With a very healthy contingent of folks donning biker cuts adorned with the three-piece BLS patches Thursday night, it is safe to say that the band that started out as a travelling drinking club (due to Wylde’s propensity to drink many beers nightly coupled with his non-stop tour-ethic) was there at least in part, to support their president at The Commodore Ballroom. What we didn’t see, and what appears to have been spotty throughout much of the North American stretch of the Book of Shadows II Tour is the standing room only, sold out, scalpers outside crawling over each other, turnout like you have to imagine Zakk anticipates at this point. Not for reasons of conceit or self grandeur would Wylde assume an overflowing attendance, but let’s face it, if at the age of 20 one became Ozzy Osbourne’s lead guitar player, then went on to play with Osbourne (off and on) for 19 years (including 8 albums), as well as founded a band with the cross-over appeal and success that BLS has proven to have (15 years running, 13 albums deep), throw in a Pride & Glory resurrection attempt LP and two Book of Shadows solo efforts, then eyeballing an overworked ticket-taker on show day is about as common as seeing a sandwich at lunchtime.   

Regardless, with the combination of Wylde soloing behind his head and picking the guitar strings with his teeth, as well as gesticulating and posing most everywhere visible to a camera and all during the first track felt like a tortoise and hare scenario. Taking into account that the Book of Shadows catalogue is not very eclectic and is certainly not varying enough to sustain the type of energy Wylde initiated from the jump, it was not Wylde who lost steam but a lot of the crowd at large.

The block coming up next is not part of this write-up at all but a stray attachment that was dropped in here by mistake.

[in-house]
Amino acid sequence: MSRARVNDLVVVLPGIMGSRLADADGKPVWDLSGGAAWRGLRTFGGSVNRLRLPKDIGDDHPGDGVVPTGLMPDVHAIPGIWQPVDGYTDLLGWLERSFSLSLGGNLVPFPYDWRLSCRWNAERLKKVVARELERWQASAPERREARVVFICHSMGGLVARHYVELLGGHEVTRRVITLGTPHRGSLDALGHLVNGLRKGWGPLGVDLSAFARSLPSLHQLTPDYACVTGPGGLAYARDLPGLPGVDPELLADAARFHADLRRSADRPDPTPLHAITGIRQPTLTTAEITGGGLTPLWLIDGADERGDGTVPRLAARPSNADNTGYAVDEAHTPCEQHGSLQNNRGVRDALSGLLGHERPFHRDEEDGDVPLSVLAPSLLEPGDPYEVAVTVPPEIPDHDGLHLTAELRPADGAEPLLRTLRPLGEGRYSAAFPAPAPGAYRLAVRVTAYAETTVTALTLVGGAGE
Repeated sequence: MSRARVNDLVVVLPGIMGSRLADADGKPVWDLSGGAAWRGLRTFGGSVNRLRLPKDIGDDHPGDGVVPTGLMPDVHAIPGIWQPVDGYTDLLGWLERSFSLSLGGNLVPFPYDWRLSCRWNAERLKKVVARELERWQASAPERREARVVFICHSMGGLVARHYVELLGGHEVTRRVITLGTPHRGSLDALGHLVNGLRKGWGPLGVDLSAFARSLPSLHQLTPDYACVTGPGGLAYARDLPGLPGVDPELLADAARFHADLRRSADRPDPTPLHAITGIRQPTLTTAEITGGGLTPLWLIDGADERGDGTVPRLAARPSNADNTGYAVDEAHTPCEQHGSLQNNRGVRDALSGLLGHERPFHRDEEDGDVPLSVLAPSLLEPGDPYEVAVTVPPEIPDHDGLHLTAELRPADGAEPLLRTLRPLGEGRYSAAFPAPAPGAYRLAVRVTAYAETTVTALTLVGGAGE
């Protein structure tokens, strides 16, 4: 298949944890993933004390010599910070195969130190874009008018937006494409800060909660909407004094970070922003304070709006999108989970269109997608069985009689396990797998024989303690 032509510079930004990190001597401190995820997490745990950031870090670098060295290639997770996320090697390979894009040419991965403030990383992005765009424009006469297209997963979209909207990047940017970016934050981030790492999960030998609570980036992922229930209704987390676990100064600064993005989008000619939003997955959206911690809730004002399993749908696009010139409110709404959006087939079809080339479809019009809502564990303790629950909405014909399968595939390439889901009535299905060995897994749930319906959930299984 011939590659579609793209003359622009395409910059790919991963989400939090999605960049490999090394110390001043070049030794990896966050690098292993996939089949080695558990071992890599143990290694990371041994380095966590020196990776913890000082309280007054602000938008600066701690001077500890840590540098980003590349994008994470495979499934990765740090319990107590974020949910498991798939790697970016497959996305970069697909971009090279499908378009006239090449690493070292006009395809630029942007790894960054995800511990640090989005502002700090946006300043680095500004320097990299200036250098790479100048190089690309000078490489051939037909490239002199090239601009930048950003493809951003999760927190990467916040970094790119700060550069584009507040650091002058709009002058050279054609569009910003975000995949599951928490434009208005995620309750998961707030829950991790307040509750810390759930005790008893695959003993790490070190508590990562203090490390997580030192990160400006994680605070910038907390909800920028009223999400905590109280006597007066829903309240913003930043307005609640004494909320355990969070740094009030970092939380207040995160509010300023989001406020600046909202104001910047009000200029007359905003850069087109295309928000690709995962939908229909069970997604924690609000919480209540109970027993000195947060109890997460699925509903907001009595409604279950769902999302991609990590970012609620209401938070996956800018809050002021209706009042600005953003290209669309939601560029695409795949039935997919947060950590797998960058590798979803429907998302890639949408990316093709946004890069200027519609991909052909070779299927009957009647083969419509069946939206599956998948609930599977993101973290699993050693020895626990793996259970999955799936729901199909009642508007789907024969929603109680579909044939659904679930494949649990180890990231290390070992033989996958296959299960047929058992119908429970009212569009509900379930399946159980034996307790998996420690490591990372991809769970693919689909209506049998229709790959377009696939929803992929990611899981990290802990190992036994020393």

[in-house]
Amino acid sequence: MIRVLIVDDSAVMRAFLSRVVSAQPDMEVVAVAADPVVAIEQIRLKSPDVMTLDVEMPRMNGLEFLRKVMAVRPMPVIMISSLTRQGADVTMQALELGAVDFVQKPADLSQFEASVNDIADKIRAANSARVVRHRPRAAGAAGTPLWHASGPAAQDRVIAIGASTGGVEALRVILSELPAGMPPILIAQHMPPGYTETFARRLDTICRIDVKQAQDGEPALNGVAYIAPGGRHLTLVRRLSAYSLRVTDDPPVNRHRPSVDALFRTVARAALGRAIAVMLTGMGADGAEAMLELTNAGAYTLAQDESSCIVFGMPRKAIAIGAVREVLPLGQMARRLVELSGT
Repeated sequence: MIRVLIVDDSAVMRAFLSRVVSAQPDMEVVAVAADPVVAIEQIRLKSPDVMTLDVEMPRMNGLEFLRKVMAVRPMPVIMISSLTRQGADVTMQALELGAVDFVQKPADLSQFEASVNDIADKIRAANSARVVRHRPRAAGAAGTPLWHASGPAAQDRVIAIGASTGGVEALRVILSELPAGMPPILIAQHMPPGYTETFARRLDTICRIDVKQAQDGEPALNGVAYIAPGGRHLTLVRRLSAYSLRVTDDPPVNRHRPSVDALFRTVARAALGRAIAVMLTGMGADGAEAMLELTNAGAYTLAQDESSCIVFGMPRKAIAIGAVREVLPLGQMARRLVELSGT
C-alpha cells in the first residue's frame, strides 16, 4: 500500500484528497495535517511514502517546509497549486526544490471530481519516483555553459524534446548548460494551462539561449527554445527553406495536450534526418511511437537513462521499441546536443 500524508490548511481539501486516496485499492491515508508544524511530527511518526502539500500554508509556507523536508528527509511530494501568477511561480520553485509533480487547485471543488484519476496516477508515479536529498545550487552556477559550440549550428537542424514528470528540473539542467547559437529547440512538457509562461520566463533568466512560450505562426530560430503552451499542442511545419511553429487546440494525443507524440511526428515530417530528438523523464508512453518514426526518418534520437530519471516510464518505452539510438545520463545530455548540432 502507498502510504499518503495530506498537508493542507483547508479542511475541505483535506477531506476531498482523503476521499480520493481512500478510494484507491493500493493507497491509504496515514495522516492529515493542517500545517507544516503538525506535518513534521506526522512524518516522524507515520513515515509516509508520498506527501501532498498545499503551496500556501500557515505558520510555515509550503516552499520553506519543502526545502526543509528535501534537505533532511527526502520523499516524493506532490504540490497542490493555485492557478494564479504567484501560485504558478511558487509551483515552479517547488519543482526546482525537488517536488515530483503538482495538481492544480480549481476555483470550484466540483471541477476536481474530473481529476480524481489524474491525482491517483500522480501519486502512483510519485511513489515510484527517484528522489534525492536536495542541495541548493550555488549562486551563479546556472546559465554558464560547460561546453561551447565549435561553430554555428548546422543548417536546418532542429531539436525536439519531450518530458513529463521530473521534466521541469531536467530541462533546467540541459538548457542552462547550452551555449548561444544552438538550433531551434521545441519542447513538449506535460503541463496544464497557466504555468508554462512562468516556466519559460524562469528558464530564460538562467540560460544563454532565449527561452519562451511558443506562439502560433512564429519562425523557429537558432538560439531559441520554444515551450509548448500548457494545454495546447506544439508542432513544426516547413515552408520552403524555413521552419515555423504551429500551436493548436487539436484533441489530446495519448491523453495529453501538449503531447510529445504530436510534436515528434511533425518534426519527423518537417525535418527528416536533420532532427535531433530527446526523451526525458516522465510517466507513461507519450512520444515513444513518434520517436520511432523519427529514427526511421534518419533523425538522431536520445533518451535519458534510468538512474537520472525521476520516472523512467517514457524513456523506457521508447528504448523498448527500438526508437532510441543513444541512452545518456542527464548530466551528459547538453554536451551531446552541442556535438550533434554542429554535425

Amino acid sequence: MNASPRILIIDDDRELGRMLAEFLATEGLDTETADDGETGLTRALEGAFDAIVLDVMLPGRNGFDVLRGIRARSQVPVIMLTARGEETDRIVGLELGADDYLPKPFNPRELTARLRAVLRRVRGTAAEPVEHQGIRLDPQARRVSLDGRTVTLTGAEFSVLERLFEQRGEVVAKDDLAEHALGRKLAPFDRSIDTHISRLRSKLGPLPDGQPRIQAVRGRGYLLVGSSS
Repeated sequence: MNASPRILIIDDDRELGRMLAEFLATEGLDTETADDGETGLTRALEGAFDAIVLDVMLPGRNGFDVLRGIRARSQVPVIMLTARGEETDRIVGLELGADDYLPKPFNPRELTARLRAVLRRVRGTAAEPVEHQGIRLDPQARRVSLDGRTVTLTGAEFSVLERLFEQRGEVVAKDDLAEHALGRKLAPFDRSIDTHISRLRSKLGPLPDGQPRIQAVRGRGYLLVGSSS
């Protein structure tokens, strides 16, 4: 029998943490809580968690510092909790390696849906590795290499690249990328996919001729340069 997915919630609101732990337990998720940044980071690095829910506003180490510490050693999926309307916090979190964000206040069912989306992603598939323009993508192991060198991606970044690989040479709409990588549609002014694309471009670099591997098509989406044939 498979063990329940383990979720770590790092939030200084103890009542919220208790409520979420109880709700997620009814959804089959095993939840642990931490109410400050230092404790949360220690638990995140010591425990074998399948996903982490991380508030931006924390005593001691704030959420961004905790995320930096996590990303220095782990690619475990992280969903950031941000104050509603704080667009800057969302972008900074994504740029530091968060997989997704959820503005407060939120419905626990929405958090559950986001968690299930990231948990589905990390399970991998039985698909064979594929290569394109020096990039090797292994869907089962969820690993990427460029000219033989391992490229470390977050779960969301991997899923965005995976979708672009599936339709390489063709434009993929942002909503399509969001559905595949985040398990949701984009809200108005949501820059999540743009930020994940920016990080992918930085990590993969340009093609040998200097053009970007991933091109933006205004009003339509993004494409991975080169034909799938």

Of course with seven years sober and a motivated Zakk Wylde at the helm some of the most mind bending guitar work ever witnessed took place the other night, and when combined with the photogenically fascinating aesthetic that is a Thor looking hulk of a man in full biker garb, thick black leather wrist accoutrements, long flowing blonde hair, and enough facial hair to make Dusty Hill and Billy Gibbons (ZZ Top) consider testosterone replacement Therapy (TRT), there are always plenty of reasons to stay for the duration of the show.

Crowd energy did wain however, as the audience slowly begin to trickle out after “Between Heaven and Hell” which marked the halfway point of Wylde’s set.

Perhaps the late start to the already planned late weekday start-time (as far as Wylde’s portion of the night) and the material not being the heavy BLS style nor impressively emotional and stripped down acoustic sound so beautifully executed by Wylde both played roles in the lower numbers. When factoring in the sheer amount of opportunity a constantly touring musician affords his/her fanbase to catch them again within’ a year with the non-committal music genre Wylde’s solo efforts land on, it’s possible that all aspects played contributing factor as to why numbers were still strong, just not Herculean Zakk Wylde strong;  like we in the BLSmc have come to expect.

Zakk Wylde Set List

Sold My Soul  I

Autumn Changes II

Tears of December II

Lay Me Down II

Road Back Home I

Yesterday’s Tears II

Between Heaven & Hell I

Darkest Hour II

Throwin’ It All Away I

Dead As Yesterday I

Eyes of Burden II

Way Beyond Empty I

The King II

Lost Prayer II

Sleeping Dogs II

*I = Book of Shadows I

*II = Book of Shadows II